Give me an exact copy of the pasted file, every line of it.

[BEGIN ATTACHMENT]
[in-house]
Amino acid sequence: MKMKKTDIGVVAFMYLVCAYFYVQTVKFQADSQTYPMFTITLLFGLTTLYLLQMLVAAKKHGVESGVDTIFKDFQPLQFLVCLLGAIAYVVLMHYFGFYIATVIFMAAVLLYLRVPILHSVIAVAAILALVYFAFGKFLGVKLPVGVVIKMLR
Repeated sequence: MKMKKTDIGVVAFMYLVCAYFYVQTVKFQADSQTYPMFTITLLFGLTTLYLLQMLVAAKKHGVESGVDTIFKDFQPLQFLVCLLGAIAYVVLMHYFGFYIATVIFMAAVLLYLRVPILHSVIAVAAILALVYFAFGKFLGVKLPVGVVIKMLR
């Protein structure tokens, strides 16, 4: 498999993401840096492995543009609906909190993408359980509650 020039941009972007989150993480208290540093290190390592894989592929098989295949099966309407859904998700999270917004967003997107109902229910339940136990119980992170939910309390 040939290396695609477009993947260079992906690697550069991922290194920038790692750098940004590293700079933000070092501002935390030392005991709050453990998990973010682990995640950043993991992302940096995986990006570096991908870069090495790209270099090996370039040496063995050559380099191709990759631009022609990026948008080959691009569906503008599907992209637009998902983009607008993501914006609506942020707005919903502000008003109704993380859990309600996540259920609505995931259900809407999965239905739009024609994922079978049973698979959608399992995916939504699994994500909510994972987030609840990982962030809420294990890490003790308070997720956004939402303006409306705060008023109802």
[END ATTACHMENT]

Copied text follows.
[in-house]
Amino acid sequence: MKMKKTDIGVVAFMYLVCAYFYVQTVKFQADSQTYPMFTITLLFGLTTLYLLQMLVAAKKHGVESGVDTIFKDFQPLQFLVCLLGAIAYVVLMHYFGFYIATVIFMAAVLLYLRVPILHSVIAVAAILALVYFAFGKFLGVKLPVGVVIKMLR
Repeated sequence: MKMKKTDIGVVAFMYLVCAYFYVQTVKFQADSQTYPMFTITLLFGLTTLYLLQMLVAAKKHGVESGVDTIFKDFQPLQFLVCLLGAIAYVVLMHYFGFYIATVIFMAAVLLYLRVPILHSVIAVAAILALVYFAFGKFLGVKLPVGVVIKMLR
């Protein structure tokens, strides 16, 4: 498999993401840096492995543009609906909190993408359980509650 020039941009972007989150993480208290540093290190390592894989592929098989295949099966309407859904998700999270917004967003997107109902229910339940136990119980992170939910309390 040939290396695609477009993947260079992906690697550069991922290194920038790692750098940004590293700079933000070092501002935390030392005991709050453990998990973010682990995640950043993991992302940096995986990006570096991908870069090495790209270099090996370039040496063995050559380099191709990759631009022609990026948008080959691009569906503008599907992209637009998902983009607008993501914006609506942020707005919903502000008003109704993380859990309600996540259920609505995931259900809407999965239905739009024609994922079978049973698979959608399992995916939504699994994500909510994972987030609840990982962030809420294990890490003790308070997720956004939402303006409306705060008023109802």